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Free speech just received a chilling blow in Australia (abc.net.au)
47 points by mindfulhack 70 days ago | hide | past | web | favorite | 7 comments

Here is the APS Code of Conduct: https://www.apsc.gov.au/code-conduct

> The court heard Ms Banerji tweeted approximately 9,000 times in 2012, from a private device and mostly outside of work hours.

It's the "mostly outside" part that sets off alarm bells for me. Admittedly I'm not in AUS, but it seems like that would be reason enough for termination.

""The implication is that for any employee-employer relationship, if the employee is critical of the employer's position on some politically relevant social issue, they can be sacked.""

Being in America where you can get fired for anything or laid off with zero notice, this doesn't seem too unusual.

Maybe I'm missing something.

Australia has a lot more protections in place around the employee<->employer relationship. A lot more.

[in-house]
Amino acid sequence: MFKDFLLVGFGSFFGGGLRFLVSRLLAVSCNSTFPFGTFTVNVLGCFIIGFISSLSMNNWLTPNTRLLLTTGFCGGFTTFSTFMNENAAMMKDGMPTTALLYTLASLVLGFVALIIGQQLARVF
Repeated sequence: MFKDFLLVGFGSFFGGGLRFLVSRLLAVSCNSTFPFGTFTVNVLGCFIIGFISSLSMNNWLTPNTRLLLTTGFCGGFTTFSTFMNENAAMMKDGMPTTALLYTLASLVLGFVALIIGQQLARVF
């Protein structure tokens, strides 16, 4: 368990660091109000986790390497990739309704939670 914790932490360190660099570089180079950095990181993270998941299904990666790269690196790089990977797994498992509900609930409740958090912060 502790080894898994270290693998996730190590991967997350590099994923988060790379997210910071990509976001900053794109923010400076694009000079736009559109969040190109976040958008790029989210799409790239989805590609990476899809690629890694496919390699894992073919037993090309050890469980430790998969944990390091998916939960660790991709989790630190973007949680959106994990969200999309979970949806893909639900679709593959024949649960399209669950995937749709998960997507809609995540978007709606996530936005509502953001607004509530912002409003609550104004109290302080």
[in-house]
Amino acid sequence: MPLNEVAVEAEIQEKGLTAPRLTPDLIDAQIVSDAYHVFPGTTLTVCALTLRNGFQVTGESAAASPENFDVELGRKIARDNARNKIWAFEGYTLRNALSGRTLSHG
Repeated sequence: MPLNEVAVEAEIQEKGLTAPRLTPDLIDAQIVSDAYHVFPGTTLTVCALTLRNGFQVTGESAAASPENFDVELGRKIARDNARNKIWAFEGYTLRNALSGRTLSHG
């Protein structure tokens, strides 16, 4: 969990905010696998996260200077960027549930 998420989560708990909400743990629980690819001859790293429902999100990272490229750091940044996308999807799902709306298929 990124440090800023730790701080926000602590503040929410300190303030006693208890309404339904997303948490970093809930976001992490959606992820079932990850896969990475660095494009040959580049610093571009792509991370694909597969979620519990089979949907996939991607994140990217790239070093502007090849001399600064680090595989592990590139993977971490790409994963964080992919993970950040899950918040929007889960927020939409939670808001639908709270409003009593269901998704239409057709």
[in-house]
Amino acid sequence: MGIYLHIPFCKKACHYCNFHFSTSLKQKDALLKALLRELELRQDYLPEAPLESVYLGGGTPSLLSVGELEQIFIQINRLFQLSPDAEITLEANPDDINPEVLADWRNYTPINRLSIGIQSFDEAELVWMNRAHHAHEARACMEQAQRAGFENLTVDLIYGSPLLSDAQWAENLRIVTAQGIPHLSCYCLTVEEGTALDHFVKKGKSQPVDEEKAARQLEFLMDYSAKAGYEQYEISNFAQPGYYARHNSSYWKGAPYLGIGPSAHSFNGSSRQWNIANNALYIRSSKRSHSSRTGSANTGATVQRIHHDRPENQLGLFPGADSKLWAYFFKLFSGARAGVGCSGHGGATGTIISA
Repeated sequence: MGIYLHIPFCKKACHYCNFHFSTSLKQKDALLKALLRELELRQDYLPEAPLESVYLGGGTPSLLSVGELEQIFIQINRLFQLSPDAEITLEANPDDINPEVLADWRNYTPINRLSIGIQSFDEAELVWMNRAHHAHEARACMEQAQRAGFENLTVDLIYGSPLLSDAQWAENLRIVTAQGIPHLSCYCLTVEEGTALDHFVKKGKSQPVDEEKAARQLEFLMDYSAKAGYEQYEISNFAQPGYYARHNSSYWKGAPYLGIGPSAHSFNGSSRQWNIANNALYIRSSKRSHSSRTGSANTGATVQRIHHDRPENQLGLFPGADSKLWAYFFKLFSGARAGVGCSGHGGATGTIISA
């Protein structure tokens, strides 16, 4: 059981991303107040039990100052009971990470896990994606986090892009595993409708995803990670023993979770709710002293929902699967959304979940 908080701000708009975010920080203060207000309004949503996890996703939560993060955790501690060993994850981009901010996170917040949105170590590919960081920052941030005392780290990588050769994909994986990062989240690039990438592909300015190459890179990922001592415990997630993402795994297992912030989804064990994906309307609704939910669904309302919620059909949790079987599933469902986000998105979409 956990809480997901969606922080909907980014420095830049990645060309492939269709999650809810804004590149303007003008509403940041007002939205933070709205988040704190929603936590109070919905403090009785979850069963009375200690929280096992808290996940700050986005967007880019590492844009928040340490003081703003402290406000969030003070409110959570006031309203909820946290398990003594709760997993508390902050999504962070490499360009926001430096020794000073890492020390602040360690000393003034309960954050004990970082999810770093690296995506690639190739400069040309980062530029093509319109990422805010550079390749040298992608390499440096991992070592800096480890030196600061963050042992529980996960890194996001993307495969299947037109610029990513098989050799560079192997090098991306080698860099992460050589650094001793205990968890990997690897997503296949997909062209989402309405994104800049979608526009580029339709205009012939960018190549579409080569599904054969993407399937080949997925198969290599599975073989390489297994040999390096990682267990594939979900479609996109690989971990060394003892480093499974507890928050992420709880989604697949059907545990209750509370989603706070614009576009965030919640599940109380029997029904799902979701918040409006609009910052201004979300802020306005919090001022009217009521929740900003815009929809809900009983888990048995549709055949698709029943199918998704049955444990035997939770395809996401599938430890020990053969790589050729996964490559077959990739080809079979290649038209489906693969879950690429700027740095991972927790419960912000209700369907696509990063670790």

For instance, you can't legally be sacked without notice[0], or pay[1]. (Unless you're not an employee. Contractors can have other stipulations in place.)

However, all casuals, employees and contractors alike are protected by the National Employment Standards. [2] Which includes, in the Fair Work Information Statement, a right to freedom from association from your employer. That part of the statement is what this ruling attacks.

[0] https://www.fairwork.gov.au/ending-employment/notice-and-fin...

[1] https://www.fairwork.gov.au/ending-employment/notice-and-fin...

[2] https://www.fairwork.gov.au/employee-entitlements/national-e...

> Being in America where you can get fired for anything

This is false. There are many circumstances when firing is illegal.

Being a state level issue, it does tend to be all over the place. I think in California though political opinion is a protected class in the context of employment.

Employment law is a mixed state and federal issue. There are some very significant federal employment protections, such as the Civil Rights Act.

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